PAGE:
Exam -- Film Review

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EDINBURGH -- TV's "The Apprentice" gets a futuristic re-imagining via in-demand scriptwriter Stuart Hazeldine's tense directorial debut "Exam." This darkly comic Brit miniature will find plenty of festival play, especially among those with late-night slots to fill, though the emphasis on psychological nastiness rather than actual gore restricts commercial prospects. Ancillary will likely yield the best returns. There's also potential for a Stateside remake.

Hazeldine has carved himself a niche as rewrite-man for several Hollywood science-fiction extravaganzas. "Exam," by contrast, is a taut chamber-piece in which the camera hardly leaves a single windowless, Kubrickian, ultra-modern space. This is where eight candidates (nearly all photogenic sorts in their 20s and 30s) assemble for an exam to decide who wins the coveted post of assistant to a vast bio-tech corporation's mysterious CEO.

Greeted by a stern invigilator (Colin Salmon, deadpan-droll) who lays down specific rules governing the test, the octet are left to their own devices. The first unpleasant surprise is that their exam-papers appear blank. With a large clock ticking down the hour of their allotted time, this fiercely ambitious bunch will have to work together if they have any hope of coming up with the required answer -- or even discovering the question.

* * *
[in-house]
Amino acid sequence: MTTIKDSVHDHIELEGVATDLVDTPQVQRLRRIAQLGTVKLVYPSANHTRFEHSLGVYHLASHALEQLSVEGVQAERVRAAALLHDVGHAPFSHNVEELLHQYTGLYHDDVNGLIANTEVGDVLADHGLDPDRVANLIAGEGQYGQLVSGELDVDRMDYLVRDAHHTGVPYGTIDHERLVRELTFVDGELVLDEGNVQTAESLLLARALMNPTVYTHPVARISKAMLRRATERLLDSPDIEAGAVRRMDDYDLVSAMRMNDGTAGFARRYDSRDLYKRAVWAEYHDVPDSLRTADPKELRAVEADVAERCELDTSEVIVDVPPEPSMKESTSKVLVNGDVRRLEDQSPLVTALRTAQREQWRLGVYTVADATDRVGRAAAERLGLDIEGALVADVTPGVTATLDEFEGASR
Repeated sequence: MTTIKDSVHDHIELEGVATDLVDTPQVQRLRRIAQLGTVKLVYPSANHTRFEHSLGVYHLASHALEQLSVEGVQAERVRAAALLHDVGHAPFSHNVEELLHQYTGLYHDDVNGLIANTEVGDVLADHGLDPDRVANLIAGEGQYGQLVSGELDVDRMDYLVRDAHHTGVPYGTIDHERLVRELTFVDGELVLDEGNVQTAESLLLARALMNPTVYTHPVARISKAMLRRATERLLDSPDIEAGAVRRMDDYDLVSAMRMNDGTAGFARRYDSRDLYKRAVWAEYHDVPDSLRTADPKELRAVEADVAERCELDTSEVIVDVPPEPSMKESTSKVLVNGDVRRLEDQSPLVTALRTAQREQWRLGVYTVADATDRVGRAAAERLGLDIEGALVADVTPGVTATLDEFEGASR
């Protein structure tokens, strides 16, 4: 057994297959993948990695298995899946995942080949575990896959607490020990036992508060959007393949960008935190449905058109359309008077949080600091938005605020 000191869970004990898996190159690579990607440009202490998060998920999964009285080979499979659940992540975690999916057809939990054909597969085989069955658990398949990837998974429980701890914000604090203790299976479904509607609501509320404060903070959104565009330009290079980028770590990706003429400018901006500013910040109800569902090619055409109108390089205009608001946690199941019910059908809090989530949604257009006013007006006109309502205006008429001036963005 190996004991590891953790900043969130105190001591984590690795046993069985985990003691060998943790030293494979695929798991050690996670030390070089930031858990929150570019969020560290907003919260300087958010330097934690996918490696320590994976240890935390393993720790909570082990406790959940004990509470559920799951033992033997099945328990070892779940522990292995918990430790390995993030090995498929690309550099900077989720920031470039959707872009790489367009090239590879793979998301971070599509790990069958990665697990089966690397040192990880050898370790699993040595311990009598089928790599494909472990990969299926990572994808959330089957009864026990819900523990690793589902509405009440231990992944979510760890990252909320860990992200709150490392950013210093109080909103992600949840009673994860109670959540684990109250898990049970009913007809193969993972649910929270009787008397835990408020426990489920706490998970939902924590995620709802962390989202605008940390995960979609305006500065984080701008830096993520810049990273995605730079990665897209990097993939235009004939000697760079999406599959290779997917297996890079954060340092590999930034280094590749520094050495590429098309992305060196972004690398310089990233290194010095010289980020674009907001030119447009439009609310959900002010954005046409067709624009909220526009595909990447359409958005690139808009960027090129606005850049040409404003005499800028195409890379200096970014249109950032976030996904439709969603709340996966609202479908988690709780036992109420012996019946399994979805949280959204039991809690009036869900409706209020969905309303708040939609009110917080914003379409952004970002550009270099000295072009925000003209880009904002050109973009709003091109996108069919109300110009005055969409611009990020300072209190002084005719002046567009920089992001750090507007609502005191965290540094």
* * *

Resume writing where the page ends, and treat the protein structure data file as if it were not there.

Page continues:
All manner of psychological mind-games quickly ensue, revealing that Hazeldine has made careful study of previous closed-room enterprises such as Jean-Paul Sartre's "Vicious Circle," Oliver Hirschbiegel's "The Experiment" and Vincenzo Natali's "Cube." This sub-genre always places enormous emphasis on the performers and it's to these actors' credit that they make their nameless characters convincing and credible here, with Luke Mably's swaggeringly solipsistic bad-boy charisma (as "White") dominating both group and film.

Such a premise also demands meticulous tightness from start to finish, so it's unfortunate that Hazeldine introduces a fantastical (but topical) subplot involving a global pandemic that feels like an artificial attempt to up the ante. Much more effective, however, are a couple of clever final-act twists that may surprise even the most genre-savvy viewer.

Venue: Edinburgh Film Festival